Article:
Source: Indys Child Parenting Magazine

Making Moms Matter
Women who place their own health as a priority have family’s interest at heart

by Julie Costakis

May 01, 2014

Lynn considers spending quality time with her three children of utmost importance. Trips to museums, parks, libraries, play group and music lessons, as well as kid-centered activities at home fill each day she is not at the office. At nap time she attacks cleaning, laundry and dinner preparations. After tucking her children in bed at night, she handles emails, bills and volunteer commitments before addressing the workload she brought from the office. Lynn leads a full life, but has no doubt that the pace she keeps is contributing to her health issues and a surprising sense of feeling unfulfilled.

Many moms make caring for others their primary concern – with their own health last on the list. A woman can mistakenly believe that setting aside “mom time” is selfish, when in actuality, it is crucial for her physical and psychological health. Mary K. Beckwith, M.D., FAGOC has arrived at this conclusion from years of observing patients at Clearvista Women’s Care in Indianapolis. “The single most important decision a woman can make for her health is to engage in stress management activities, such as exercise and self-nurturing endeavors. These generally lead a woman to make better choices about nutrition and fitness, as well as mental and spiritual health, allowing her to model positive habits to kids.”

Laurie Hartman, M.Ed., Director of Compassion Care at Grace Church in Noblesville agrees. “We obey the flight attendant’s instructions to don oxygen masks before helping children, so let’s do the same with our emotional health; if we take care of ourselves first we can best help our families.” Feeling drained from our everyday schedule doesn’t give the fuel required to be present as a mom. “Our interests prior to motherhood may require more time than currently available, but don’t cease them altogether,” says Hartman. “If a two-hour women’s study isn’t possible, find a devotional to take short breaks with. If you can’t run seven days a week, run four.” She stresses the importance of human connections. “It is easy to become isolated with the tasks of parenting. Schedule date night once a week and regular commitments with friends.” Moms who remember that being “good enough” is permissible can cast off the burdensome pursuit of perfection.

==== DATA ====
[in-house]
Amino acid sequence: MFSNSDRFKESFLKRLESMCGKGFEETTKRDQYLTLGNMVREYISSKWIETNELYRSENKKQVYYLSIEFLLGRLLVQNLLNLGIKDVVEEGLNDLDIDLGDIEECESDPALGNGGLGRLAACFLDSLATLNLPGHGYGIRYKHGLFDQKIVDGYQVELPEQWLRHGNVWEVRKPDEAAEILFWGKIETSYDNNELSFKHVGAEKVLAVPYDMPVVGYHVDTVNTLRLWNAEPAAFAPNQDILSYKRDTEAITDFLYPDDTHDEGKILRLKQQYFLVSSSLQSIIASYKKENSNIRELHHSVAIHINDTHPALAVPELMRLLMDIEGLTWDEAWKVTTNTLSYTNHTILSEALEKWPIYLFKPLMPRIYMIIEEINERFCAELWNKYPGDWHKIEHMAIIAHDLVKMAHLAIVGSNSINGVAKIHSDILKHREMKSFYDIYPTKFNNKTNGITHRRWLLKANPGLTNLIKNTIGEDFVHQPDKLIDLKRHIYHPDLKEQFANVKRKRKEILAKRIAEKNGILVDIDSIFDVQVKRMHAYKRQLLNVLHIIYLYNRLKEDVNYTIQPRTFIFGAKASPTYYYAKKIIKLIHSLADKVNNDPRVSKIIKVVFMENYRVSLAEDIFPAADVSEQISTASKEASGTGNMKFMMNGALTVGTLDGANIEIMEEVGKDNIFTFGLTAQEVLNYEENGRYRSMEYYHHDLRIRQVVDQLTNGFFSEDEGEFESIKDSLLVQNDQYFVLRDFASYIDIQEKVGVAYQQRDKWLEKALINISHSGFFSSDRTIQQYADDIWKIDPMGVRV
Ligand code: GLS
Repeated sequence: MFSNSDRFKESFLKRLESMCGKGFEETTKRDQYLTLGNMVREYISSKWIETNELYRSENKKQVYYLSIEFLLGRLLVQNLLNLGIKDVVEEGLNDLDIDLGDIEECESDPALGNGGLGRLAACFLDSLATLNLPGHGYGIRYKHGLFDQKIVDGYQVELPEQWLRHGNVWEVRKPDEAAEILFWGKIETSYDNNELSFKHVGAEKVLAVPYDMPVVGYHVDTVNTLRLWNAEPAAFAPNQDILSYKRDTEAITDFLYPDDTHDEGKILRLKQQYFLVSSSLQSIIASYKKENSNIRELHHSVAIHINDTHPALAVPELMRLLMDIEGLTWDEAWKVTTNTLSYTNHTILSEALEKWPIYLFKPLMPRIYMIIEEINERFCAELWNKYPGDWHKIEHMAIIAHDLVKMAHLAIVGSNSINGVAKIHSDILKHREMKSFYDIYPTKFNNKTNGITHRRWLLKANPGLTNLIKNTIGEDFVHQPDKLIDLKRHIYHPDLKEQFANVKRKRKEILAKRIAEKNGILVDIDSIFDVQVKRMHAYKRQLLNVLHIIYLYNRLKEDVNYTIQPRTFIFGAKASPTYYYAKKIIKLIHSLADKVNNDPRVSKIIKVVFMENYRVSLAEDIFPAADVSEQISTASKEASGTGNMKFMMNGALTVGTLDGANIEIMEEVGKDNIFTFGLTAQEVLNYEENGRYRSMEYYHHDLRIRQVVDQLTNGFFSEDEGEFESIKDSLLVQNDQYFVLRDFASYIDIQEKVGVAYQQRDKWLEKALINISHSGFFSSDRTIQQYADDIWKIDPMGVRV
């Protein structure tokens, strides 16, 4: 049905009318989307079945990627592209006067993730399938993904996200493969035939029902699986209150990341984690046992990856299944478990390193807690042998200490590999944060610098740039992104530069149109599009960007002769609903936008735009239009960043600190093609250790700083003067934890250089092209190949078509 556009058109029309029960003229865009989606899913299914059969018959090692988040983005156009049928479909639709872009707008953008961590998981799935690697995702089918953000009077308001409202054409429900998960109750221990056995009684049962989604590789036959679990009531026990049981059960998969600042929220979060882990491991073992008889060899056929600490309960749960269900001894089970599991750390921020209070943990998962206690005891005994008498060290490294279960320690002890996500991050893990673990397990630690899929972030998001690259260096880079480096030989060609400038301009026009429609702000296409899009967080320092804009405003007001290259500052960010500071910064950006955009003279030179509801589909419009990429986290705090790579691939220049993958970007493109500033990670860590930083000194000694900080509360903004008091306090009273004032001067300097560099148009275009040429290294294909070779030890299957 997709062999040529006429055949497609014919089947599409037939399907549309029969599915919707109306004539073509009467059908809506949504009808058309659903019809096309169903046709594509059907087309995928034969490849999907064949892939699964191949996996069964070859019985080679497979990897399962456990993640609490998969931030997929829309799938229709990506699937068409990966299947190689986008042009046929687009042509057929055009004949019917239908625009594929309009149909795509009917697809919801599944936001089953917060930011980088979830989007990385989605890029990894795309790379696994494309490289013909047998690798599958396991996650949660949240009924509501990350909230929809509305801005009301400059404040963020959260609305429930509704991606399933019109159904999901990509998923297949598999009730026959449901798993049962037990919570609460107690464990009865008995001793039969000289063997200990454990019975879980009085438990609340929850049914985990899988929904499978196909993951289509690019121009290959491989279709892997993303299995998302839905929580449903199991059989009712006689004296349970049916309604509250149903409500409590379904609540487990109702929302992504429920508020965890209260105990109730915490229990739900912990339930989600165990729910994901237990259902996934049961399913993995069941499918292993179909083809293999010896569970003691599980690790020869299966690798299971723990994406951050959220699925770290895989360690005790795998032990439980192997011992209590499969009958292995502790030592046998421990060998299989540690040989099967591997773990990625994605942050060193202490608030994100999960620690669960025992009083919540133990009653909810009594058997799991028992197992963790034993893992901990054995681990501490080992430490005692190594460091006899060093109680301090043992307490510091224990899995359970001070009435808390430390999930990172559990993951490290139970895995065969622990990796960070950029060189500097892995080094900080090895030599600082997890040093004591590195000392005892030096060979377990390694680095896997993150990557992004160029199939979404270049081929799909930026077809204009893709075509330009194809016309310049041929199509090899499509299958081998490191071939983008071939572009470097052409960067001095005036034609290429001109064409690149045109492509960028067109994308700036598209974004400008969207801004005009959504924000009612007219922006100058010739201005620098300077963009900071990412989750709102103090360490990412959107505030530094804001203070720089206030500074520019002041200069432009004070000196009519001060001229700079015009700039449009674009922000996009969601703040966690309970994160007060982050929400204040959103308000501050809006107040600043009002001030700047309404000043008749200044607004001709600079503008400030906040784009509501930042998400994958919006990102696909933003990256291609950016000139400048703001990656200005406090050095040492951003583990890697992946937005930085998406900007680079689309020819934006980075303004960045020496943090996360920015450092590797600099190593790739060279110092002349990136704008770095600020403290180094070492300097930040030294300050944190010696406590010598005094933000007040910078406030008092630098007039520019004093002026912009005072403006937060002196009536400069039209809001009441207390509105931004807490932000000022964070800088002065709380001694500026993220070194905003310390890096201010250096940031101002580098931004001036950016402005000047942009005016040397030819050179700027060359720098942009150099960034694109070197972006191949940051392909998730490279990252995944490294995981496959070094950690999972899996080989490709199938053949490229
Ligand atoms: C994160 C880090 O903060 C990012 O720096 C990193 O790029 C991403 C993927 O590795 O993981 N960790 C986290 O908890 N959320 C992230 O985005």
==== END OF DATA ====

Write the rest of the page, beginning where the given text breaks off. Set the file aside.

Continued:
“Sadly the tendency is to immediately turn to mood stabilizers for stress relief,” says Dr. Beckwith. “I advise first trying activities to blow off steam and find personal enjoyment. Doing so allows us to be better listeners and caregivers, as well as improves the coping skills we need to deal with the endless challenges life presents.”

Even taking in the enormous amount of helpful health information from the media can be stressful. Dr. Beckwith suggests turning to the guidelines established by medical governing boards. “These recommendations are based on sound clinical research, and are a valuable resource.” For example, the U.S. Preventative Services Task Force website (www.uspreventiveservicestaskforce.org/recommendations.htm) offers screening timelines for every health concern. “Know the conditions you are at a high-risk for due to family history and their warning signs,” says Dr. Beckwith. “Every young woman should be prevention-minded, such as taking calcium for bone health and using sunscreen, as well as being mindful of optimal nutrition and weight. Breast and gynecological exams are a must. Taking time for yourself every week will increase awareness of what your body is telling you.”

Everyone agrees that family caregiving should be high on a mother’s list of priorities. Yet when her own needs are rarely addressed, physical and psychological wellbeing suffers. Optimal health begins by establishing regular times to nurture your physical, emotional and spiritual self.

And now is the perfect time to begin!